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Help – I’ve Been Served Legal Papers

by admin on February 10, 2011

If You’ve Been Served Legal Papers It Can be Traumatic

If you are fortunate enough to make it through life without ever being served legal papers, you are doing something right!  There was a bumper sticker craze years ago – the stickers read: “S__t Happens.”  Well, from a Lawyer’s vantage point:  “Life Happens!

People are served papers every day for unpaid debts, dog bites, minor car accidents, failure to pay rent, divorce, the list is  l-o-n-g…, if not endless.

The legal act of delivering a court filing to a person is called “personal service.”  You might have heard someone say they have been “served with papers” – it is the exact same thing. Frankly, it can often be be embarrassing and traumatic depending on where and when the Sheriff’s Deputy or private process server found you and served with some kind of court filing. Chances are you will have some sleepless nights where your mind wrestles with the service and your anger at the formality of pulling you into a public legal battle where others – strangers for the most part – are butting into your private life and threatening you, possibly your freedom, certainly your finances and your sense of personal security and well-being.

 

The Legal Papers you Were Served With will Have the Following:

The papers will:

  • Name of the court where the case is pending
  • The type: Summons, Complaint, Subpoena, and Discovery Request
  • The names of the parties, (e.g., John Doe vs. Jane Doe)
  • The case number
  • Some kind of certification that you were served (e.g., in person, by mail, etc.)
  • Instructions for answering the complaint or a form to fill out.
  • Tell you when the court date is or date requiring an “answer”
  • A list of allegations, which constitutes the complaint. The paper may or may not be titled “Complaint”

Moreover, oftentimes there is some kind of correspondence, either from an attorney to the court clerk or to the other party. If you have been served personally, the letter might be addressed to you personally.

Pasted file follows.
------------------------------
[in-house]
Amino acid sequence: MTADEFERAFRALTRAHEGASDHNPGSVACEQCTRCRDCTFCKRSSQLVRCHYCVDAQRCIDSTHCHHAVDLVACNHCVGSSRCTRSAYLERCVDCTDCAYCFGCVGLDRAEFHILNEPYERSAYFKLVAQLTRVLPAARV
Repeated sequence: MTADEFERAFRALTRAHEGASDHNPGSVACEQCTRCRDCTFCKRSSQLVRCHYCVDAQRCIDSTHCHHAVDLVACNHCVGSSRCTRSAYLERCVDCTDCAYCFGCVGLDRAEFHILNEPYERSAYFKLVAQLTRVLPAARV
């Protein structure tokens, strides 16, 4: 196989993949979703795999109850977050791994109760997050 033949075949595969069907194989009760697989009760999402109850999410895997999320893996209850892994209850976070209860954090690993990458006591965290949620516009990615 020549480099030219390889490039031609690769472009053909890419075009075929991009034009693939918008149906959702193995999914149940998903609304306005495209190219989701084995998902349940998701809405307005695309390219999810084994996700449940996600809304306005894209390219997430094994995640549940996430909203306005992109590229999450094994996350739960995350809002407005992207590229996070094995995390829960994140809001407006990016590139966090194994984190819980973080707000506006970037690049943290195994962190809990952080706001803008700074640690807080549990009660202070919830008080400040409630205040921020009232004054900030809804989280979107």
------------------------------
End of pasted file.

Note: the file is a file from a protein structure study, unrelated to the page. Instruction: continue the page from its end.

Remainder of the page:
What You Should Do If Served Legal Papers

Because virtually ALL legal papers that are served contain a deadline, you should take immediate action.  More specifically, you should contact an attorney. Most attorneys, including our office, offer a no-cost consultation about virtually any legal matter that you might be facing. Doesn’t it make good sense to find out all there is to know about your options?

If the filing directs you to be somewhere or do something, you must do so, and to procrastinate or ignore the situation is asking for big trouble. It is just not worth it! If you fail to act, to answer the complaint, or to appear as directed, you could be found in contempt of court and a bench warrant issued for your arrest. Moreover, what might be a simple matter of answering and having the situation “go away” might —if you do NOTHING— cause you to sacrifice any defense you might have had and an unfair or unjust legal judgment could be entered against you. Please don’t put your head in the sand. Take immediate steps to protect yourself. We have had clients come to see us for a free consultation, who entered our offices on the verge of a panic attack — totally stressed out, and left completely calm and relieved as we have agreed to answer the complaint and handle the ENTIRE problem on their behalf.  They likely went home and had their first restful night’s sleep since the papers were served.

Upshot? – Don’t freak out. Personal service is a very important process that does have legal significance, but it won’t affect your ability to live your life, for the most part.  Being served with a Complaint doesn’t mean the whole world will be caving in on you; doesn’t mean you’re guilty of anything, necessarily. Being served is just the formal way that our society and legal system functions as you are notified that a lawsuit has been filed against you. Again, receiving a Subpoena, alone, doesn’t mean you have necessarily done anything wrong. All it means is you’ve been ordered to show up at a court-related proceeding, perhaps provide some documents, or something that someone’s legal case requires to move forward – with little or no potential harm to you.

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